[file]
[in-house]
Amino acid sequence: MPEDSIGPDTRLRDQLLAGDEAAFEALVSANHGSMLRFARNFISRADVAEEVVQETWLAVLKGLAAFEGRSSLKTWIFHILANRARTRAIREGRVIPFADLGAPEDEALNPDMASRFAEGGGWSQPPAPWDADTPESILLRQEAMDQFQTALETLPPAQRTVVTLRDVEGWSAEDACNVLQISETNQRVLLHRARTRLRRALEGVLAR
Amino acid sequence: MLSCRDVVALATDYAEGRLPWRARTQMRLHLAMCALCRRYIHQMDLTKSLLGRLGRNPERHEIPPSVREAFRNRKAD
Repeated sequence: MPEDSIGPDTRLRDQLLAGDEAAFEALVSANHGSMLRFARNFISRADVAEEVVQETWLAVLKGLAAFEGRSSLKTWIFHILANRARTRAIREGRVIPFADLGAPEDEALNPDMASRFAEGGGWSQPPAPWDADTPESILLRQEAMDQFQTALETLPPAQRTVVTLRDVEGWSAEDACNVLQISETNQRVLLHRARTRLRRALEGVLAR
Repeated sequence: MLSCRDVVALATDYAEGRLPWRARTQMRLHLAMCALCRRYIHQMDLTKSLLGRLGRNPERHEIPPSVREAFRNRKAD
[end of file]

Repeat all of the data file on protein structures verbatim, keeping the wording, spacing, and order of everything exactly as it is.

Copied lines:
[in-house]
Amino acid sequence: MPEDSIGPDTRLRDQLLAGDEAAFEALVSANHGSMLRFARNFISRADVAEEVVQETWLAVLKGLAAFEGRSSLKTWIFHILANRARTRAIREGRVIPFADLGAPEDEALNPDMASRFAEGGGWSQPPAPWDADTPESILLRQEAMDQFQTALETLPPAQRTVVTLRDVEGWSAEDACNVLQISETNQRVLLHRARTRLRRALEGVLAR
Amino acid sequence: MLSCRDVVALATDYAEGRLPWRARTQMRLHLAMCALCRRYIHQMDLTKSLLGRLGRNPERHEIPPSVREAFRNRKAD
Repeated sequence: MPEDSIGPDTRLRDQLLAGDEAAFEALVSANHGSMLRFARNFISRADVAEEVVQETWLAVLKGLAAFEGRSSLKTWIFHILANRARTRAIREGRVIPFADLGAPEDEALNPDMASRFAEGGGWSQPPAPWDADTPESILLRQEAMDQFQTALETLPPAQRTVVTLRDVEGWSAEDACNVLQISETNQRVLLHRARTRLRRALEGVLAR
Repeated sequence: MLSCRDVVALATDYAEGRLPWRARTQMRLHLAMCALCRRYIHQMDLTKSLLGRLGRNPERHEIPPSVREAFRNRKAD